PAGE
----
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Tennessee council checking into local gas & oil research
By TIM THORNBERRY
Kentucky Correspondent

KNOXVILLE, Tenn. — A volunteer advisory council has been formed by the University of Tennessee Institute of Agriculture’s AgResearch for a proposed gas and oil research initiative.

According to information from UT, “The initiative calls for the study of environmental and other risk factors related to oil and gas development on the UT Forest Resources AgResearch and Education Center Cumberland Forest, located in Scott and Morgan counties.”

The council will include local and statewide representatives from many groups and sectors, including conservation organizations, government and the industry.
 
Landowners from the area in which the research would be conducted will also be included on the council, along with UT faculty members and graduate students.

Dr. Kevin Hoyt, director of the UT Forest Resources AgResearch and Education Center, said forming the council is one step in the process to ensure the community and interested parties are informed about and have input into the target research topic areas.
“I look forward to meeting with the council and to hear their thoughts and ideas about proposed research, how we move the project forward while soliciting their input and ideas on the target research topics,” he said.

There are two large land tracts in the area in which the gas and oil would be extracted if the initiative is approved. Hoyt said every effort has been made to look at all aspects of such a project to ensure it is done in an environmentally safe way and as efficiently as possible.

“What we are proposing to do, if we get approval to circulate a Request For Proposal (RFP) for this research project, all 8,600 acres will go out for industry partners to come forward and make proposals on how they would help us accomplish our proposed research project,” he said.

“Of course, we are going to be drilling gas and oil wells, as well, but we will be additionally evaluating the company proposals based on their respective environmental and safety programs, internal resources, corporate structure and those kinds of things. We are going to put them through a strong vetting process and hopefully we will have one that comes out on top that can meet the criteria we’re looking for.”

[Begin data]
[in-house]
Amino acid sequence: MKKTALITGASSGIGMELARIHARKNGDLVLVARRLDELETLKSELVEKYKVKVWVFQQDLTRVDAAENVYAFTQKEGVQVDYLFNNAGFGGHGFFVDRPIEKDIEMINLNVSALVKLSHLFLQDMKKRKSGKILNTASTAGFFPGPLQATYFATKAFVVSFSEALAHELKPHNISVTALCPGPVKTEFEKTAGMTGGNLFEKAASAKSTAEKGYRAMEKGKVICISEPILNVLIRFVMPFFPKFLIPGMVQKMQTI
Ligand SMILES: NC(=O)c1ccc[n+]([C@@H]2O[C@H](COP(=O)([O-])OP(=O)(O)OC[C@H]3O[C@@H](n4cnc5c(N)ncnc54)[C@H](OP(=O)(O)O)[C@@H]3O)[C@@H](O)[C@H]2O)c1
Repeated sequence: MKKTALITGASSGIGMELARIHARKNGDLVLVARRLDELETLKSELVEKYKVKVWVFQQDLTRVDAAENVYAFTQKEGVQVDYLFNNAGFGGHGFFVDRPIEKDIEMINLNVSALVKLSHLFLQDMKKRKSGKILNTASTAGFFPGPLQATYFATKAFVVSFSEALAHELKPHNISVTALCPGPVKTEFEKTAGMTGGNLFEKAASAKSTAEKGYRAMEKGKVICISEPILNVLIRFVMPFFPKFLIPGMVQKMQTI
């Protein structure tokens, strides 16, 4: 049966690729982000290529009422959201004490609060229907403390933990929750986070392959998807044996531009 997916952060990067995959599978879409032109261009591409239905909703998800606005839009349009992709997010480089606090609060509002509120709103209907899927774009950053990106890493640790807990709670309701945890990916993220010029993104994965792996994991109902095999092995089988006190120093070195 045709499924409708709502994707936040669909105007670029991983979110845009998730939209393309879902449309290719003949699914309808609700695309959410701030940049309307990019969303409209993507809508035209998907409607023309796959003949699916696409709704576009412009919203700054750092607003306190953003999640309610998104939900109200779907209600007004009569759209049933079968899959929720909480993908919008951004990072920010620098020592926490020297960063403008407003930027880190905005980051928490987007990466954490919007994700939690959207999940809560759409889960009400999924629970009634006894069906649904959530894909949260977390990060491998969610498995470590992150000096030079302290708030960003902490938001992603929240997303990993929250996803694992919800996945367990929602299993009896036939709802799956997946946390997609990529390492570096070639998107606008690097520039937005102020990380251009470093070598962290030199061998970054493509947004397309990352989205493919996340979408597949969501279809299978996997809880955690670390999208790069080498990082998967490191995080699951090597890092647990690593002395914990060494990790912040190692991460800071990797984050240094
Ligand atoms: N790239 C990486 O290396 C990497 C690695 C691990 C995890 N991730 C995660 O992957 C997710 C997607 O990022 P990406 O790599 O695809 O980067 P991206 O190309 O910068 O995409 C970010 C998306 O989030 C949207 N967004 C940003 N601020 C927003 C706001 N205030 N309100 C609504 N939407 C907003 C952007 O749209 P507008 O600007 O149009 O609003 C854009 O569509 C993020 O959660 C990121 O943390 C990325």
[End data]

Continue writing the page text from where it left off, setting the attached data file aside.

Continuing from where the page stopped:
That approval came last Friday as the request for the RFP went before the State Building Commission Executive Subcommittee – and was granted.

UT released a statement regarding the decision that noted: “Our intention is science-based investigation. UT researchers will play a major role in development of best practices, including in forestry management and the most environmentally responsible methods of gas and oil extraction. We will move forward in a transparent manner, in which we will seek to engage and receive input from all interested parties.”

Hoyt said once the project moves forward and an industry partner is identified, the whole operational aspect of gas and oil extraction will be investigated to know how it is associated with the environment.
“The scientist will be on the ground and UT will drive the project, not the industry partner, and what we hope to find out is we can do this in a safe and in a light footprint, environmentally conscious manner,” he said.

Hoyt added UT initiated the project concept in January 2012, when a consortium of scientists were brought together. Five “areas of investigation” were identified through those discussions, including water quality, geological, air quality, terrestrial ecosystems and best management practices/community education.

Doug Edlund, with UT Ag Marketing and Communications, said there are proven gas and oil reserves in the area of discussion – in the Cumberland Forest in northeastern Tennessee – but this initiative is mainly about studying the effects on the environment and an industry partner is needed for that. He also said the first meeting of the advisory council has occurred, and water quality was discussed.
“It was a great meeting because we had a lot of good potential researchable questions developed there. It was really good to have a group of people like that get together at the table and share input from all sources. It really helps you form your research and researchable questions,” he explained.

As more domestic forms of energy are needed, this project has great potential for the area and is drawing the attention of many organizations willing to participate. Several state and federal organizations, as well as other universities, have expressed recent interest in collaborating on the project.

“We ultimately hope to establish best management practices applicable to the gas and oil industry, and hope to make some discoveries up there that may be applicable to other parts of the country,” stated UT.

For more information, visit https://ag.tennessee.edu/
Pages/Gas-and-Oil.aspx
3/20/2013